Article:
Big Easy Buzz Blog - January 3, 2008

Morris Peterson Q&A

Thursday, January 3, 2008
By: Jim Eichenhofer, caught up with New Orleans starting shooting guard Morris Peterson in the locker room following the team’s 97-92 loss on Monday to Toronto, the only NBA team Mo Pete had played for prior to this season. The 6-foot-7 Michigan State product provided his opinion on how the Hornets are progressing and how he’s faring individually through 31 games.

Peterson is averaging 9.1 points and 3.2 rebounds, while starting all 29 games in which he’s appeared this season.
What was it like for you to play against your former team for the first time? Was it a little strange after being a member of the Raptors for the previous seven years?

It was. It was definitely different, playing against old teammates and old friends. There were a couple times when one of my former teammates went to the line to shoot a free throw, and I almost went up to them to give them a little pat on the back. [laughs] I almost walked up to Chris (Bosh) to do that one time, but I had to catch myself.

After the jump ball went up, I just went out and played. Overall, a couple shots I normally make, I didn’t hit, so I am a little disappointed with how I played.
When you signed with the Hornets this summer, we actually received about 10 e-mails from Raptors fans wanting to wish you luck in New Orleans, which is a pretty high number to field from another team’s fans. What was the best part of playing in Toronto for you?

The fans and the environment. People in Toronto are very excited about basketball. They supported the team I was on through a lot of good and bad times. That’s what sticks out in my mind the most about Raptors fans and the people there. With me having the history I had there of being there for seven years, I met a lot of people and had a lot of fans following me. It’s great to know that they’re continuing to follow me.
I imagine you had pretty high expectations for the Hornets when you decided to sign here, especially since 2007 Western Conference finalist Utah was one of the teams that heavily pursued you. Still, has this team come together quicker than you projected? Has the 30-plus games gone better than you imagined from a team standpoint?

Well, like I’ve been saying, I think it’s a work in progress. We’re not where we want to be. If we WERE where we want to be, we’d be 31-0. [laughs] I think we understand that at times we’ve played great basketball, but at other times we haven’t played so great. But I think when we get everybody healthy – I missed a couple games, Peja missed a couple games – that will help.

I think we’ve started to get different guys to step up, and everyone is putting the team first, doing whatever they can to help us win. Thirty games into the season, it probably is going better than some expected.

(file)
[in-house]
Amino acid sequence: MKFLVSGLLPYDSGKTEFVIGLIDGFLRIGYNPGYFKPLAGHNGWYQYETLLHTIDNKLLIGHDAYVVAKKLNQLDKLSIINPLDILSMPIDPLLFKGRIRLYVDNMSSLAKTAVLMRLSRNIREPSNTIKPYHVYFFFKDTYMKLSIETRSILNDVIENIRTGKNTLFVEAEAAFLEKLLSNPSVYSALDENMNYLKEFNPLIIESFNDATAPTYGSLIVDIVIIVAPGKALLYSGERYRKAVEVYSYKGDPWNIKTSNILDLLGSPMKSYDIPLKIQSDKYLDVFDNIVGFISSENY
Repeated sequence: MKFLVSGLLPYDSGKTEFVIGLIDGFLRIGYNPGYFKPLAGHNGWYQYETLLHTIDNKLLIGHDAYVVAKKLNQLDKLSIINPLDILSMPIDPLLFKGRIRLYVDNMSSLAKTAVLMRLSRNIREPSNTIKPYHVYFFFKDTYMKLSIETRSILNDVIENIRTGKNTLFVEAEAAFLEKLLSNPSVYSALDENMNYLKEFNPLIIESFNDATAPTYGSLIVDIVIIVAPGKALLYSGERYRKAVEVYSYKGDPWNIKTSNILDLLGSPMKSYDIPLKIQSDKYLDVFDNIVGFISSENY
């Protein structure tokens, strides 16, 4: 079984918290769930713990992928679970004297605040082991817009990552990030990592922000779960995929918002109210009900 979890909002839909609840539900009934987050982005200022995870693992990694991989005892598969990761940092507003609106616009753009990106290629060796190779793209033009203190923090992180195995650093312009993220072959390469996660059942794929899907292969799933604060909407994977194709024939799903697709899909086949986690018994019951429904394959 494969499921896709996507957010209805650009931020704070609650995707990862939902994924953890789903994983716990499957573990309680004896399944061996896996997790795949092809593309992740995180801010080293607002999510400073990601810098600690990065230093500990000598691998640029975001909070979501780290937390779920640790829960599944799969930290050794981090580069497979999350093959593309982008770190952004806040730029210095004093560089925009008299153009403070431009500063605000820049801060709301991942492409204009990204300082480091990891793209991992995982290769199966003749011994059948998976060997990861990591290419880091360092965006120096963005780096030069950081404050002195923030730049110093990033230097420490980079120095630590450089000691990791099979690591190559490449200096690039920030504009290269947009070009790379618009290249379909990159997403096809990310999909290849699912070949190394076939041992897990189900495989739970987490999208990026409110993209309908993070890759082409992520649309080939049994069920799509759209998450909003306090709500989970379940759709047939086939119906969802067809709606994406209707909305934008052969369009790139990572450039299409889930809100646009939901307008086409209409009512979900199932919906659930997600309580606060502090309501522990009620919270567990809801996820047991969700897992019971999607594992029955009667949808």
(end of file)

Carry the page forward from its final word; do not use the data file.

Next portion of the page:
Especially when you consider that quite a few people didn’t project you guys as a playoff team. I think it’s surprising to many that the Hornets are in the top four in the West standings right now.

Yeah, but I think it would be a lot better if at the end of the season, after we’ve played our 82nd game, we’re still a top-three team in the West. Until then, we’ve still got work to do.
What is your assessment of the way you’ve played through the first two months of the season? Are there certain areas you’ve been happy with so far in your new uniform? Are there parts of the game you want to improve upon in the second half of the season?

I think I’m learning the system more and learning where I’m going to get my shots. I think I’m understanding what my role is on this team. Coach Scott wants me to go out there and play hard defensively and let everything else take care of itself. For the most part, that’s what I’ve tried to do. And when I get wide-open shots, Coach wants you to be aggressive and take them.
You played against Chris Paul twice a season over the past two years when you were with Toronto. After getting paired with him in the same starting backcourt, is there anything that has surprised you about him as a player?

Yes. I was surprised at how hard he works. Here’s a guy who has made the Olympic team, has gotten a lot of accolades, and is only 22 years old. Yet he got down here to New Orleans well before the season started. He was the first guy to get here. He’s also the last guy to want to leave the gym.

He’s always doing the right thing as a young man. He’s very mature for his age, at 22 years old. He handles things very well. That’s what surprised and impressed me, and that lets me know that basketball is (his focus). I know when I step on the court with him, I’m always going to get 100 percent from him.